It is obvious that Mr Fox and his Masters and their crews worked extremely hard to try and maintain services while what had seemed a routine repair originally expected to take 6 hours ran into two days. Some points were made in the Email which are worth passing on.

Replacement vessels are not easy to locate for these routes. Early on Saturday enquiries with regional manager at Islay about the availability of MV Isle of Arran showed this vessel fully booked for every sailing on Saturday up to 8.20 pm. It then sailed to Oban and performed an improbable overnight return journey to Lochboisdale. Required rest periods meant a further reshuffle and further disruption.

I am sure your readers do not need me to tell them about the delays on the Coll and Tiree services. What is clear is that there is much to be praised about the way the local staff and management performed, but there are nevertheless questions about how this situation can arise.

Why is it so difficult to get replacements if one vessel breaks down and why is the result so seemingly chaotic? In truth there are a variety of contributing factors, never forgetting that vessels DO break down and staff DO need to rest. Not all vessels can get into all piers. Even if there was another vessel in the fleet it would be running a regular route rather than lying idle waiting for a breakdown, so unless you have an entire crew and vessel to spare at any time (dream on!) there will always be a reshuffle and the attendant cancellations and delays- it’s just inherent in the system.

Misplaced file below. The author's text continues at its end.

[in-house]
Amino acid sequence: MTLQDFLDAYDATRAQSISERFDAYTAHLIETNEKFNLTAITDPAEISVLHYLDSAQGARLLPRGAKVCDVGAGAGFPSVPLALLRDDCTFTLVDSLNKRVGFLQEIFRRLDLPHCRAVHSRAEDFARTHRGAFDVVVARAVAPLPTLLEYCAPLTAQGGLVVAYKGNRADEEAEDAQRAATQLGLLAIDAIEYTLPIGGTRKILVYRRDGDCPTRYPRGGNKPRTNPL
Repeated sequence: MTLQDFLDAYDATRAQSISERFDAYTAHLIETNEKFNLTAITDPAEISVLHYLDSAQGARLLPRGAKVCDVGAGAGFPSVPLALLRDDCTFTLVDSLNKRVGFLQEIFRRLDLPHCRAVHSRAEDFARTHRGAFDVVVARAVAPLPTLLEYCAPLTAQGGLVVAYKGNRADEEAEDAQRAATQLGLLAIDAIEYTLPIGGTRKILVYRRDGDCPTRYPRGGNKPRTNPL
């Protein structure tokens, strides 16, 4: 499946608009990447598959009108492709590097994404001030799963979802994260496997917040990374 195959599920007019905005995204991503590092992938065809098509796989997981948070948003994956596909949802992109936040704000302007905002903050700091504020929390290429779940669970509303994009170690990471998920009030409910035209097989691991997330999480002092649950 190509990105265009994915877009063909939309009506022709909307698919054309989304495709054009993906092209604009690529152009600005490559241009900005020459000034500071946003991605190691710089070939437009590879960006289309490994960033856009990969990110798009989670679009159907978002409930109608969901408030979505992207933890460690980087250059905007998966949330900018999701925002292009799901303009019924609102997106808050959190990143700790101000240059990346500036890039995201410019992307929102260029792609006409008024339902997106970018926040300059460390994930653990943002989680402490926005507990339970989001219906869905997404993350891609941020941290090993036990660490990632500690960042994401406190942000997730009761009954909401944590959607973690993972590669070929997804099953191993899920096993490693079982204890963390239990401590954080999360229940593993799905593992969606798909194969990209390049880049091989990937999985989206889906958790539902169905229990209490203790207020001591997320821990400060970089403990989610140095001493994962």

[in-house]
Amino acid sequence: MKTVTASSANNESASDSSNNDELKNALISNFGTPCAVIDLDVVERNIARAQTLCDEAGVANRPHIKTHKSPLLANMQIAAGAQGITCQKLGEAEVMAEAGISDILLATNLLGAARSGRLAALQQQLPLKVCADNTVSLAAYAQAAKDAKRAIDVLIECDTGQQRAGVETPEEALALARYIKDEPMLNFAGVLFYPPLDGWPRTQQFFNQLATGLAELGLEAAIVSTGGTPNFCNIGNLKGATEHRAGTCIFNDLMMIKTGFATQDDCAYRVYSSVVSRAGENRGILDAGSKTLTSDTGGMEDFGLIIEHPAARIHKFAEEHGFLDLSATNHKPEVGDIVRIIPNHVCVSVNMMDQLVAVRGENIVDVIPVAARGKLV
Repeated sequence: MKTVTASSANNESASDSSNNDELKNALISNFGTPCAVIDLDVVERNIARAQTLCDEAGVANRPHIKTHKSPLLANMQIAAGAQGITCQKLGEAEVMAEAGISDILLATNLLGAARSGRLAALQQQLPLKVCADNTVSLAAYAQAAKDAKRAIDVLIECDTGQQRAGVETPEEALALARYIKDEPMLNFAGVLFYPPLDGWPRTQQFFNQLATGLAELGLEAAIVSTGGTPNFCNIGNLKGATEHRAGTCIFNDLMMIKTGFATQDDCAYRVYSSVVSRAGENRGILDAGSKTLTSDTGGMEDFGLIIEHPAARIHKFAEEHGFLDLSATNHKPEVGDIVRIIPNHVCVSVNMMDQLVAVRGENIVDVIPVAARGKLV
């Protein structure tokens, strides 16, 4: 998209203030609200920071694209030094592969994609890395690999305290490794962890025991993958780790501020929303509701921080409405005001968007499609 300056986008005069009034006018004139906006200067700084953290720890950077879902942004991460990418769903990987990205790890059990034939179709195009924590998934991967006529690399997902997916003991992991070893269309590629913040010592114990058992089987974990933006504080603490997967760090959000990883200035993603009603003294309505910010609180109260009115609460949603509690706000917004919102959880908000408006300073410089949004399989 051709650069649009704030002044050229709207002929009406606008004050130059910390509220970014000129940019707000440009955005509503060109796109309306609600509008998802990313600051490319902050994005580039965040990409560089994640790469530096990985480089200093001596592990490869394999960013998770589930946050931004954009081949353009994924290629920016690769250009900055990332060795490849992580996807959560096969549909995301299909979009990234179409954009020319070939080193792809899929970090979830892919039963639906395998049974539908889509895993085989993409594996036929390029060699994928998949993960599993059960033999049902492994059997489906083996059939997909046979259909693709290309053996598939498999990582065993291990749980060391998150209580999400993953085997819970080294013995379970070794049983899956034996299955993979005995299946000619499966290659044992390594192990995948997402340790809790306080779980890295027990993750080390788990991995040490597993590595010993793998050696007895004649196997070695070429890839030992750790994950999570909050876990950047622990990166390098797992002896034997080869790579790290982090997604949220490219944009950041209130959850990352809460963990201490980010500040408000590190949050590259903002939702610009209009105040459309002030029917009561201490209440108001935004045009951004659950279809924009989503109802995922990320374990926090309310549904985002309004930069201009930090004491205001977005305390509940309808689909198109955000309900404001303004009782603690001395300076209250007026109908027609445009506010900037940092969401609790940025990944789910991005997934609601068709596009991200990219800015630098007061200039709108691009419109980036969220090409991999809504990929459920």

At Ferry Consultations over the Spring I have heard it said that Calmac’s fleet needs a capital investment of some £30m to start to address the ageing state of the fleet. Lead times on new build ships are several years. Even if three new ships were ordered now, they wouldn’t come into service till 2013 or later. None of this makes particularly happy reading but I am glad the Government is trying to establish a long-term ferry strategy to identify and work to resolve these types of problems before the system breaks down entirely.

I can be reached on 01688 302 689 or by email on gordon.chalmers@argyll-ukbute.gov.